Nilse in Palestine:

Nilse is 30. He told me how he always wanted to visit Israel.The first time he actually visited Israel was March 2006.

‘But why did you want to visit Israel,’ I tested him, ‘because of the German history?’

‘Because of the connection between Germany’s past and the situation in the Middle East today.’ he answered bluntly.

On his first day in the divided city of Jerusalem he insisted on going to Yad-Vashem (the Israeli holocaust museum), while I decided to take advantage of the time to walk around the beautiful German colony.

I remember being mad with him. I wanted him to feel guilty, to take some of the pain which I have. He came back and didn’t say much for a while. Finally he concluded that the Yad-Vashem experience was so overwhelming it has left him stunned.

The cynical jokes and the perverse associations, which simple words bring up, surprised and shocked him. On his last day of his first visit, while standing on the bus line, we overheard a young guy saying something like: ‘Oh man, it’s just like Treblinka here’. Nilse did not understand the Hebrew, but after two intensive weeks with me and after long conversations with my mother (who feels much more anger and has better Holocaust anecdotes), understood perfectly well the connection of the packed line of people along with the word ‘Treblinka’, and sighed wearily.

During the two years we’ve known each other, my German man has withstood much Jewish sarcasm and plain mean observations. A couple of months ago I was truly determined to try and put an end to my bad manners, seeing as I was really creating an unpleasant atmosphere. But sometimes I just find myself in the most irresistible situations, like the time he asked me what to bring for my mother from Germany and I instantly replied: ‘Her family back’. He ignored this fine comment and I had turned from a victim to a victimizer.

So though there is such an immense gap between the past and the present and us Third Generation Germans and Jews (and especially Israelis), could a relationship between us work? A different German would probably not endure or put up with my behavior.

The truth is that our characters and genetic codes do play a primary role: Those who live in the shadow of the past and those who don’t. Although the DNA argument is not particularly a healthy one in a place where people were murdered over it, I can’t help but to examine my own gene pool: My mother, who will not visit me in Berlin and my sister, who does not carry this Judenschmerz on her shoulders: ‘When I was in Japan,’ she conveys to me in hope to put a stop to my suffering, ‘I met this hot German guy, who immediately began to apologize once I told him I’m Israeli. He asked if I could ever forgive him… I just stared at his lips – moving in such sexy perfection – and at his strong, tattooed arms; but he continued! Just Holocaust talks until I finally said “it’s not really a turn-on for me, so you better stop it!” your German man,’ she continued, ‘is interested politically and historically while you just like to torture yourself.’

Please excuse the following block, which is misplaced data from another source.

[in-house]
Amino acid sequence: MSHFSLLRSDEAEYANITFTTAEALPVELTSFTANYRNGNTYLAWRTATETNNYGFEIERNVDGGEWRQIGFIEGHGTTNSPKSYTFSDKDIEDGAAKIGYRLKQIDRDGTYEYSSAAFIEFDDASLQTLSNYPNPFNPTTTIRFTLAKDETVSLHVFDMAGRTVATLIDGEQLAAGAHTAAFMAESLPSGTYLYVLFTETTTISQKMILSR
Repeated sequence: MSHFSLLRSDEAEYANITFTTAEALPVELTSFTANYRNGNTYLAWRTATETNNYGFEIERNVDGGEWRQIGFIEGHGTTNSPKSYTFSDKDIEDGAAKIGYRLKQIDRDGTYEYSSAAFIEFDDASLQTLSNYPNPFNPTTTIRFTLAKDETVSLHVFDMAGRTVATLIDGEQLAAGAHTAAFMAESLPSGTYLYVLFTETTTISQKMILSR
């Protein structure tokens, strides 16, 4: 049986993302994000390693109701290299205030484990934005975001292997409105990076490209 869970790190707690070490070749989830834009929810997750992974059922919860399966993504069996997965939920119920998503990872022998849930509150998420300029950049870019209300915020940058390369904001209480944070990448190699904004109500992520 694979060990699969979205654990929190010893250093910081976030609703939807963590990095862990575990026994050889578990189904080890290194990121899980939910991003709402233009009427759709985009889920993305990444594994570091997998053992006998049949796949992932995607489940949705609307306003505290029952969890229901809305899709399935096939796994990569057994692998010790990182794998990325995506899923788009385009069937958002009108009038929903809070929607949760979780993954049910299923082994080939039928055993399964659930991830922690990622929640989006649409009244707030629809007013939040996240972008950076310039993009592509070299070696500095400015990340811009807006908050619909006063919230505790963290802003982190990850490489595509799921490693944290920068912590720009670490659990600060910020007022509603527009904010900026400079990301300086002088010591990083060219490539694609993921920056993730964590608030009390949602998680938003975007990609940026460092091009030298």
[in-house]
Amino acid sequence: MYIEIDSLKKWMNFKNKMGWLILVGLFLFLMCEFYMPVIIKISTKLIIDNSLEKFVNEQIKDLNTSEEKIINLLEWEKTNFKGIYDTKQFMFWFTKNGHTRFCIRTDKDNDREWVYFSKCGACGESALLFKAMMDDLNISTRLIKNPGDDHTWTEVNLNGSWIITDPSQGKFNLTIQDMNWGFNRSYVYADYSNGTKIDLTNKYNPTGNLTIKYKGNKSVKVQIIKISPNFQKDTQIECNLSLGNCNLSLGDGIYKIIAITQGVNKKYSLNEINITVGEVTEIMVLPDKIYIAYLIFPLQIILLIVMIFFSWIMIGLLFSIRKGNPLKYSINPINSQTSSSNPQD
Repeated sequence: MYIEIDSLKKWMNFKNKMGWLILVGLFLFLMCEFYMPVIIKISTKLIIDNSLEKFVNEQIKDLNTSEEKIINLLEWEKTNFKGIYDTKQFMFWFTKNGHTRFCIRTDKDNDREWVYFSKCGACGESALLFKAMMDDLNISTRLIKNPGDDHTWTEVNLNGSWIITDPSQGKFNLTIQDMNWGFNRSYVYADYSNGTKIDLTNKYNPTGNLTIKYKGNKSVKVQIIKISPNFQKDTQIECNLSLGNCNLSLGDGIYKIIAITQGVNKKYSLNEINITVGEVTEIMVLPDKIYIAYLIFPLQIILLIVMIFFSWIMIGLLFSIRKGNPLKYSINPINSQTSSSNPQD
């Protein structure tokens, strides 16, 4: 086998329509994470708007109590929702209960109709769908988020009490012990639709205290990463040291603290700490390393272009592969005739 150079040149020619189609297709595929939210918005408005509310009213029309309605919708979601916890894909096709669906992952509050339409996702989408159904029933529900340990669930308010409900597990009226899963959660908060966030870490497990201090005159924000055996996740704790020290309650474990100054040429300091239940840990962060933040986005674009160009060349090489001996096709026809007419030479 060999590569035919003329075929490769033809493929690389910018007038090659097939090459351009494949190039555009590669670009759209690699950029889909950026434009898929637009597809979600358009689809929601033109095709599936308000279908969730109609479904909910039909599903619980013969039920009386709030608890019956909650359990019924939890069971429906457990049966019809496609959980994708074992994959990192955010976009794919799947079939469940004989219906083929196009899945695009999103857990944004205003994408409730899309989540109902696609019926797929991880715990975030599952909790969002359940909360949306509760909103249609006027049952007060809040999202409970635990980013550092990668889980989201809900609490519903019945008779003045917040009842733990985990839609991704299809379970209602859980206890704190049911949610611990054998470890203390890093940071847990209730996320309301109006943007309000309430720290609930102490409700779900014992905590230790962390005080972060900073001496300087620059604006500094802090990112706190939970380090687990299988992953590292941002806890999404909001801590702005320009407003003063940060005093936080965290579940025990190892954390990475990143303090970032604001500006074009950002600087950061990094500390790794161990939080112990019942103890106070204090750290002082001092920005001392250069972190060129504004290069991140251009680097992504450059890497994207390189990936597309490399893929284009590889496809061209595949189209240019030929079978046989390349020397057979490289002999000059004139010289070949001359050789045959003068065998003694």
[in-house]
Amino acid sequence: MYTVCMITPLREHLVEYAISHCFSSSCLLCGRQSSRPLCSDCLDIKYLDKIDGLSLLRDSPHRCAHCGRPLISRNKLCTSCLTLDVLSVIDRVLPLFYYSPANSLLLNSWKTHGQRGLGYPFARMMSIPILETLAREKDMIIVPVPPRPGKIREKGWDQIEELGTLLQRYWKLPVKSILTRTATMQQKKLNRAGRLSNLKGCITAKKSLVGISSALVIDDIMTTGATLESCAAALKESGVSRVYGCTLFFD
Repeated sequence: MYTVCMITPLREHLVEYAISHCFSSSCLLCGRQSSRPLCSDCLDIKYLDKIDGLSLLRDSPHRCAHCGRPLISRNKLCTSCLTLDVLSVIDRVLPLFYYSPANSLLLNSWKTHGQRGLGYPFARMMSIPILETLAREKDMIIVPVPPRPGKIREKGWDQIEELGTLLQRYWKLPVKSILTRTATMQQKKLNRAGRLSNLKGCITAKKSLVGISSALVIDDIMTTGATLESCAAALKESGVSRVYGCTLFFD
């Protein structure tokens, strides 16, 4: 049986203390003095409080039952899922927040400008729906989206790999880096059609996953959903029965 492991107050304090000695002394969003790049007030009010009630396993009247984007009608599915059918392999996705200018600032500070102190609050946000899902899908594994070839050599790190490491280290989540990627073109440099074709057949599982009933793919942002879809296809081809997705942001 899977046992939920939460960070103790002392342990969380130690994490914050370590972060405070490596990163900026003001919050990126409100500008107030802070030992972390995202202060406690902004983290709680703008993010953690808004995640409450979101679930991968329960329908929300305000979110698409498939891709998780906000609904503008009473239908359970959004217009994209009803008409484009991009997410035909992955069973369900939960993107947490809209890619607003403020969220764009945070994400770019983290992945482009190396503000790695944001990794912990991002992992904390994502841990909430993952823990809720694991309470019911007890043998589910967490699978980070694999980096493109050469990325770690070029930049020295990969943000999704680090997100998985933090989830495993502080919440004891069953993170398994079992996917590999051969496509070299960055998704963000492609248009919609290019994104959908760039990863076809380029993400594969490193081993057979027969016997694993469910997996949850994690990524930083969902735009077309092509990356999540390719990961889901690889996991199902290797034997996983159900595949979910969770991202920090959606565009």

Is that the genuine reason I chose to conspire with him? Or is it the other way around: even though he is German I still chose to be with him? And how can a future be build with someone who’s not quite sure where his grandfather was in 39’? Why do I have such a strong attraction to this culture and language, this stubbornness to study in order to read books and poetry, to understand films and music? And Berlin, am I in love with this incredible city because of its past or is it its promising future?

As I walk down the broad streets of Berlin, in an attempt to feel a bit at home maybe, I am haunted by Fania Oz-Zelzberger’s lines from her book ‘Israelis, Berlin’: ‘The riddle, in my mind,’ she writes, ‘is the ability to be an Israeli in Berlin without always hearing, at each and every moment, the joint cry of hundreds of mothers at the Flossenbürg concentration camp, who just realized the children transport is leaving for Auschwitz; Without hearing, past all the sounds of Berlin, the silence around the dead baby at the Majdanek station.

Zelzberger’s words do not only haunt me, they reproach me. And to me there is no riddle: I can’t. But maybe by studying others, as well as myself, and by trying to actually live here, I will find a way to juggle between the two worlds. Never to forget the past but perhaps to see a brighter future.

First written Spring 2006, partly in Hebrew and then translated and sewn together, piece by piece.

-Ikey Green